I am grateful to the association not only for the opportunity to travel overseas, but also the ideal time and space it gave for creativity. I will certainly miss it when I go back.


Ti Gong
Ti Gong

“The Hunt”

Marina Porcelli, Argentina

Writer, publisher and teacher


Q: Is there a recurrent theme in your writings?

A: I am writing a novel about anxiety, and the funny thing is that the program and my stay in Shanghai have managed to cure my anxiety completely.

Q: How?

A: My encounter with the watercolors in the museums was really amazing. I come from Buenos Aires, a stressful city with high levels of anxiety and fast-paced lifestyle typical of modern life.

Suddenly, I found watercolors, and was amazed by the patience it takes and the beauty that results from such patience. It was like finding a mechanism of being good.

Q: What has been the most impressive thing about the city?

A: Another great finding is about space and how it works in the city. I'm impressed by the vastness and immensity of buildings here, and how they have unique and intimate rooms inside. Every building is a particular planet, and I feel they have plenty of stories inside.

I also took some Chinese classes and the language's syntactic and grammatical constructions of tenses have inspired me to think a lot about the idea of time, a kind of timelessness made by this radical modernity coexisting with ancient expressions.


Ti Gong
Ti Gong

“Tell the Truth”

Nicolas Kurtovitch, New Caledonia

Playwright, novelist and poet, history and geography teacher


Q: Is there a recurring theme in your writings?

A: With plays, I question the society I am living in New Caledonia, in terms of its political and social situations.

My fictions are not only of my country, but based on relations between small groups of friends and the contemporary history of the world behind it.

Poetry is a state of mind, and a path I am walking along too.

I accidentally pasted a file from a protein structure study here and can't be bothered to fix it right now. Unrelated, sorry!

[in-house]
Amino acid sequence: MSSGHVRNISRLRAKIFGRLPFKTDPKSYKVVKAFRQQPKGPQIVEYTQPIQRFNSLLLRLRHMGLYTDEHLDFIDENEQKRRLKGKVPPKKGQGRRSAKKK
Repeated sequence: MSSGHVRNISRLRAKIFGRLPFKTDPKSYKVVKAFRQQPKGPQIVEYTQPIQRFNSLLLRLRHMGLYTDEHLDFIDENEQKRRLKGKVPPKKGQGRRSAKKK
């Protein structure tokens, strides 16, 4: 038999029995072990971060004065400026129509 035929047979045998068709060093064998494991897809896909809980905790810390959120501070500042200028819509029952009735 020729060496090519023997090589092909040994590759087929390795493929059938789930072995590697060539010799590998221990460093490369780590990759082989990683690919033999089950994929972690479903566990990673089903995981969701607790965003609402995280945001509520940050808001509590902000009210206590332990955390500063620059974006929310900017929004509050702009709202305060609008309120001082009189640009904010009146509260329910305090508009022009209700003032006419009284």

I often link my writing with walking. Strongly anchored to the areas and places about which I speak, I write as I walk and I walk as I write. We have known since Plato's time that walking facilitates thoughts. A walk of initiation serves to call forth words, to open the sense and to listen.

Q: Did your stay here inspire you creatively?

A: I got inspired here mainly for poetry. Not that I am writing poems strictly about Shanghai, but even when the city is not mentioned, the energy of it and its people come into my poetry and into the way I understand daytime "human condition."


Ti Gong

“Undying Echoes of Silence”

Thachom Poyil Rajeevan, India

Writer, poet and scriptwriter


Q: Is there a recurring theme in your writings?

A: My writings, be it poetry, fiction or film script, are about my struggle to come to terms with loneliness of all sort – personal, social, historical, political and sometimes metaphysical.

Q: What did you expect of Shanghai and did it turn out to be the same?

A: I didn't expect anything in particular. All I wanted to have is a feeling of the life and culture here. I have been getting that. I also believe it would widen the horizon of my understanding of the world and enrich my writerly repertoire.

Q: What has been the most impressive and most puzzling thing about the city?

A: The silence, beauty and the elegance of the city impressed me beyond words.

The human imagination and intelligence that so meticulously designed the wonder called Shanghai is a puzzle.

Each program is unique in its own way of openings and exposures. This is my first residency in an Asian country, so days in Shanghai really add new pages to my experience.